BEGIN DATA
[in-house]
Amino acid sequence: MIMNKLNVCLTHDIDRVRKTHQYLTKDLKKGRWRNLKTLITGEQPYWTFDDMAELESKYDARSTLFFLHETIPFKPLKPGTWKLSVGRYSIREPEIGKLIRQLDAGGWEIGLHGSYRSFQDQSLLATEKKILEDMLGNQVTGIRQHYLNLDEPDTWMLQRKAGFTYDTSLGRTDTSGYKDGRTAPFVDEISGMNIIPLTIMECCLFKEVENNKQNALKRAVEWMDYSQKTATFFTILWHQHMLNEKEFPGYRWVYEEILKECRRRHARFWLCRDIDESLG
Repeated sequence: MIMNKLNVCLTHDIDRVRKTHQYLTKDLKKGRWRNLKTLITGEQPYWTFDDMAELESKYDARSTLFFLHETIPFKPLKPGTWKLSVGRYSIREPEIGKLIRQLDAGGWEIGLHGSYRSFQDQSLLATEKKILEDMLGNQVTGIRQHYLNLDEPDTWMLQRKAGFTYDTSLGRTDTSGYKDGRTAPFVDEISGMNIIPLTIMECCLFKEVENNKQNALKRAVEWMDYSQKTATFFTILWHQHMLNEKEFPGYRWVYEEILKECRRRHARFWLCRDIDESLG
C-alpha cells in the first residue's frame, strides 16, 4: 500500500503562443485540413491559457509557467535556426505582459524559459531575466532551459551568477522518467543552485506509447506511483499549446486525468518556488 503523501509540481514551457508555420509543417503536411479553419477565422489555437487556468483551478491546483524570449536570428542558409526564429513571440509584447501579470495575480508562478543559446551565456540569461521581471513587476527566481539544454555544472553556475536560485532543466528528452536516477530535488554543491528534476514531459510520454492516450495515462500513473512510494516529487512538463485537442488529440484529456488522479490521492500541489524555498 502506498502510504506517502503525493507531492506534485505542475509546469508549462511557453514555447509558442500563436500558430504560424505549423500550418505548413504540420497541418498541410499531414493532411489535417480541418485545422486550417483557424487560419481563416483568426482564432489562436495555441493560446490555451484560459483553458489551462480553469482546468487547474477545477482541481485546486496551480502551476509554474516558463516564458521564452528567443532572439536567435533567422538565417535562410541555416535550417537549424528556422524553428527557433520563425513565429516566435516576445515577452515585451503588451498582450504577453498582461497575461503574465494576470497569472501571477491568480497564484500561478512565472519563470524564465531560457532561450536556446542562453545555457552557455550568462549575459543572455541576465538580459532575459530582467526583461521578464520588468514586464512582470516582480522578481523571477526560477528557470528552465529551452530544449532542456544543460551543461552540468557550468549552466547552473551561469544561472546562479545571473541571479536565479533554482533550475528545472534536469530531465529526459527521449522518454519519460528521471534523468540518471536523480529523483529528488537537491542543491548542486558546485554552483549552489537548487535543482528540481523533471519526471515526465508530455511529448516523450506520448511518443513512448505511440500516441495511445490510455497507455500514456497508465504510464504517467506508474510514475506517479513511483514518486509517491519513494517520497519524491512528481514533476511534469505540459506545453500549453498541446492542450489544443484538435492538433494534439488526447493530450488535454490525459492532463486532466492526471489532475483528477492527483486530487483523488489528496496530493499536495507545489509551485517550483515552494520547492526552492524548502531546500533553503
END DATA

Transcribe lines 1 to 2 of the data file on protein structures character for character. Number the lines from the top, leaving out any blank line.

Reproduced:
[in-house]
Amino acid sequence: MIMNKLNVCLTHDIDRVRKTHQYLTKDLKKGRWRNLKTLITGEQPYWTFDDMAELESKYDARSTLFFLHETIPFKPLKPGTWKLSVGRYSIREPEIGKLIRQLDAGGWEIGLHGSYRSFQDQSLLATEKKILEDMLGNQVTGIRQHYLNLDEPDTWMLQRKAGFTYDTSLGRTDTSGYKDGRTAPFVDEISGMNIIPLTIMECCLFKEVENNKQNALKRAVEWMDYSQKTATFFTILWHQHMLNEKEFPGYRWVYEEILKECRRRHARFWLCRDIDESLG